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What Are The Differences Between Cocaine And Crack?

What Are The Differences Between Cocaine And Crack? The Bluffs Addiction Campuses
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Cocaine and crack are often used interchangeably in modern society. Crack seems to be used as more of a slang term, but there are some differences between the two substances, although they share some similarities. This page will guide you through the differences between cocaine and crack from their history to their form, and the apparent discrepancies in prison sentencing for these two substances.

What Is Cocaine?

Cocaine is a very strong and powerful stimulant that often comes in the form of a white powder. Cocaine is an illicit drug and is most often used during illegal recreational use by those craving the feeling the substance can give them. Stimulants are a specific group of substances that target the body’s central nervous system and speed up the body’s systems. Both prescription and illicit drugs can be classified as stimulants. Some prescription drugs include Adderall®, used for treating attention-deficit hyperactivity disorder, or Didrex®, a weight loss and diet aid drug. Other illicit stimulants include methamphetamine and methcathinone. Prescription stimulants are not spared from the possibility of misuse and later dependency and addiction. According to the National Institute on Drug Abuse, 2015 and 2016 data collected from the National Surveys on Drug Use and Health conducted by the Substance Use and Mental Health Administration (SAMHSA) reported that some 5 million Americans misused their prescription stimulants at least once. Cocaine is most often snorted through the nose in its powder form. Repeated snorting of cocaine can result in nasal damage. However, it can also be smoked or dissolved in water and injected into a vein. Cough or chest pain and other complications can result from smoking cocaine. Injecting cocaine can lead to skin and vein deterioration and damage.

History of Cocaine

Cocaine is made from the leaves of the coca plant, a plant native to South America. Some 3000 years B.C., native populations such as the Incas, who lived in and along the Andes mountain range, chewed coca leaves in order to help speed up their breathing and heart rates. The Incas harnessed the natural stimulant properties of coca to help combat the thinner air in their mountainous home. Native Peruvians, meanwhile, only chewed coca leaves during religious ceremonies. In 1532, Spanish forces invaded Peru and used indigenous labor to work in silver mines in the region. Coca leaves were supplied to the captive laborers as a means of control. In 1859, a German chemist named Albert Niemann was the first to isolate cocaine from the coca leaves. For several decades, nothing really became of the isolated cocaine until it began to gain traction in the 1880s among the medical community. By 1884, famous—if not controversial—neurologist Sigmund Freud published articles about the wondrous properties of the substance and touted it as a cure for depression or impotence. Freud’s publication came under a lot of scrutiny and is generally seen as more biased rather than scientific, especially given his regular, recreational use of cocaine and his recommendation of cocaine for general use. In 1886, coca leaves were added as an ingredient to the Coca-Cola® drink. The side effects of cocaine, including euphoric feelings and higher energy, skyrocketed Coca-Cola to wild success. For a long time, cocaine was widely used in many areas of American society. Over time though, the dangerous and side effects of cocaine, addiction, and dependency became clear. In 1903, growing public pressure led to the removal of coca as an ingredient from Coca-Cola. By 1922, the drug was entirely banned in the United States. [inline_cta_one]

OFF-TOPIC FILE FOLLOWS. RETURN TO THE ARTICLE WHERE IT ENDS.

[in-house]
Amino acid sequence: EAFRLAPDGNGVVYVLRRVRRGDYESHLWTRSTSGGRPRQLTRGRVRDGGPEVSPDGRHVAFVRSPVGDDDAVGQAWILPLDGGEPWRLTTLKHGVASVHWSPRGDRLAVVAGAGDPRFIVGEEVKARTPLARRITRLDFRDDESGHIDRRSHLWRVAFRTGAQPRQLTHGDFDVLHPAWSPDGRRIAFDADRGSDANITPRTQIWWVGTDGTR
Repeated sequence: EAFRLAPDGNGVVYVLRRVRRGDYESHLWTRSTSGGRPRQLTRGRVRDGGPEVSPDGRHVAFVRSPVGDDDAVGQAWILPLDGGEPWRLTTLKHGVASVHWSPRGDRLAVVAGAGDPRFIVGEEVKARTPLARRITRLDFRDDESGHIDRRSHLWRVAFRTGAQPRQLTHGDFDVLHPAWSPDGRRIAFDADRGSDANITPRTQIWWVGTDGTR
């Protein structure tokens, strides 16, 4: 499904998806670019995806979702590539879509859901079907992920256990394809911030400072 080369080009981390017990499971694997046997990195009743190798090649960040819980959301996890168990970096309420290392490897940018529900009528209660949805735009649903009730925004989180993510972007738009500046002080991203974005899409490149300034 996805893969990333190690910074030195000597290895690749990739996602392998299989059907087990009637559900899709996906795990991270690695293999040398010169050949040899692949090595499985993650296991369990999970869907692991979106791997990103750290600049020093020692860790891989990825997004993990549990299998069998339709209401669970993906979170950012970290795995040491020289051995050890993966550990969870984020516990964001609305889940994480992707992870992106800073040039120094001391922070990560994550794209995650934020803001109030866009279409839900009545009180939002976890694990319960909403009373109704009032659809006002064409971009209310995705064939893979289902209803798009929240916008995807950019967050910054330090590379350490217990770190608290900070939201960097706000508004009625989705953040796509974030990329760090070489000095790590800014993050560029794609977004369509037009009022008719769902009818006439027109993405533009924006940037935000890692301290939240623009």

Side Effects And Risks

Cocaine will speed up all of your body’s systems. Therefore, many of these common side effects include increased breathing or heart rate, for example. Short-term cocaine effects can set in almost immediately after a dose and last anywhere from a couple of minutes to an hour.

  • Feelings of euphoria
  • Boost of energy
  • More talkative
  • More sensitive to sight, touch, and sounds
  • Feeling more mentally alert and present
  • Constricted blood vessels
  • Dilated pupils (the pupils grow in size, causing potential light sensitivity)
  • Faster heart rate
  • Higher blood pressure

Long-term side effects of cocaine see the brain become less responsive to its natural reward system and reinforcers, according to the National Institute on Drug Abuse. Long-term effects include: